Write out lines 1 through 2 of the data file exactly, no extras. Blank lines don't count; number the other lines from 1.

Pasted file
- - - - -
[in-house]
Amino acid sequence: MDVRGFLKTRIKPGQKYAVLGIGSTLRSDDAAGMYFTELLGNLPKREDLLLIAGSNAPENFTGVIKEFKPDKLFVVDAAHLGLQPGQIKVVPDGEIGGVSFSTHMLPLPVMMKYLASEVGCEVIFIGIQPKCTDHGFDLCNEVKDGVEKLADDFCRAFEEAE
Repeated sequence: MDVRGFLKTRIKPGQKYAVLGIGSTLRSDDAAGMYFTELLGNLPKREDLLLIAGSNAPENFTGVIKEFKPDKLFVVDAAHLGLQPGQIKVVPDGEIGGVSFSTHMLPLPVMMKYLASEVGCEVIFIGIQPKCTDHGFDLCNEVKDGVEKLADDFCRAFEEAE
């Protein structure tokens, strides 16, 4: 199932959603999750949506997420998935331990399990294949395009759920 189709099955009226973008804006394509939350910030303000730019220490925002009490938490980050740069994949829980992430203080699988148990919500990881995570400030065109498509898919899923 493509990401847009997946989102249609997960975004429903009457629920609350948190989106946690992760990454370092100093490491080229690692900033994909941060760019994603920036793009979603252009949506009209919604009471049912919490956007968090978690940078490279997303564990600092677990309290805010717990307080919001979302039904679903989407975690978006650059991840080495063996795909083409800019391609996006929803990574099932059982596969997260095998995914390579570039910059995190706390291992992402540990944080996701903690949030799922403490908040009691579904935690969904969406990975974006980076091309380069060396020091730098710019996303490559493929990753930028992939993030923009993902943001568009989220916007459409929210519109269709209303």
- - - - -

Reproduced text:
[in-house]
Amino acid sequence: MDVRGFLKTRIKPGQKYAVLGIGSTLRSDDAAGMYFTELLGNLPKREDLLLIAGSNAPENFTGVIKEFKPDKLFVVDAAHLGLQPGQIKVVPDGEIGGVSFSTHMLPLPVMMKYLASEVGCEVIFIGIQPKCTDHGFDLCNEVKDGVEKLADDFCRAFEEAE